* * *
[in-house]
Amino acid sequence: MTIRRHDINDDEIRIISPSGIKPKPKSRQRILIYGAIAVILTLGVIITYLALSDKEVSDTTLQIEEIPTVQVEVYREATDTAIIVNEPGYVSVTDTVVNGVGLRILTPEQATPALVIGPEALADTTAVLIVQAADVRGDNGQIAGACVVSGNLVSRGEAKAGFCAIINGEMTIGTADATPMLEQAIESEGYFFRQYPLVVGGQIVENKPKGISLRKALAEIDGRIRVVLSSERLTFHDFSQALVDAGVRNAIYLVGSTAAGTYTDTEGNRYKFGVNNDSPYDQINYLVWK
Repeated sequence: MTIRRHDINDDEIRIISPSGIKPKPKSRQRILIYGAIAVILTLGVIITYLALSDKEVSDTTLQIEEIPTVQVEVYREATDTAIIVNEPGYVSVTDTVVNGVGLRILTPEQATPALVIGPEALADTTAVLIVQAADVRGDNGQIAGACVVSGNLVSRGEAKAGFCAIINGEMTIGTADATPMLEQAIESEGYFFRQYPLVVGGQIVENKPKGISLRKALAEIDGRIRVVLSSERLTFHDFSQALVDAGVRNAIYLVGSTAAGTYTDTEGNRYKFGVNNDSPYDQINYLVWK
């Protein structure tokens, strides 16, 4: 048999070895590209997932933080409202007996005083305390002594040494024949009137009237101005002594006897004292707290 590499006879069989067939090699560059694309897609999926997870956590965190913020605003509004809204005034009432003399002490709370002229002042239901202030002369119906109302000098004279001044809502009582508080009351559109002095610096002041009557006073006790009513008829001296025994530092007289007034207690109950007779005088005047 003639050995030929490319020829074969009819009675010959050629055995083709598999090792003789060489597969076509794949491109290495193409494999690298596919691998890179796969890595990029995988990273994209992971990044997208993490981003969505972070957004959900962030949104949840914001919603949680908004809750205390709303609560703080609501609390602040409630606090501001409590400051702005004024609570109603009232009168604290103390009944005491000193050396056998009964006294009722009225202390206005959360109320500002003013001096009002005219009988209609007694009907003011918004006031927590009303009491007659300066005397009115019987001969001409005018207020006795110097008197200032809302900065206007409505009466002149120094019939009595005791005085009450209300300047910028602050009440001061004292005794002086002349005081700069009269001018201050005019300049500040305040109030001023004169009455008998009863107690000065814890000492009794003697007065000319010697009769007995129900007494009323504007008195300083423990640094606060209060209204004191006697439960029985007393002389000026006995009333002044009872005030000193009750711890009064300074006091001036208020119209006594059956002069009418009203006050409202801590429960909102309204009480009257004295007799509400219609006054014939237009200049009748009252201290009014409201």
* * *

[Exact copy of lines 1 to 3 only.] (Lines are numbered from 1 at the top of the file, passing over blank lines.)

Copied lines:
[in-house]
Amino acid sequence: MTIRRHDINDDEIRIISPSGIKPKPKSRQRILIYGAIAVILTLGVIITYLALSDKEVSDTTLQIEEIPTVQVEVYREATDTAIIVNEPGYVSVTDTVVNGVGLRILTPEQATPALVIGPEALADTTAVLIVQAADVRGDNGQIAGACVVSGNLVSRGEAKAGFCAIINGEMTIGTADATPMLEQAIESEGYFFRQYPLVVGGQIVENKPKGISLRKALAEIDGRIRVVLSSERLTFHDFSQALVDAGVRNAIYLVGSTAAGTYTDTEGNRYKFGVNNDSPYDQINYLVWK
Repeated sequence: MTIRRHDINDDEIRIISPSGIKPKPKSRQRILIYGAIAVILTLGVIITYLALSDKEVSDTTLQIEEIPTVQVEVYREATDTAIIVNEPGYVSVTDTVVNGVGLRILTPEQATPALVIGPEALADTTAVLIVQAADVRGDNGQIAGACVVSGNLVSRGEAKAGFCAIINGEMTIGTADATPMLEQAIESEGYFFRQYPLVVGGQIVENKPKGISLRKALAEIDGRIRVVLSSERLTFHDFSQALVDAGVRNAIYLVGSTAAGTYTDTEGNRYKFGVNNDSPYDQINYLVWK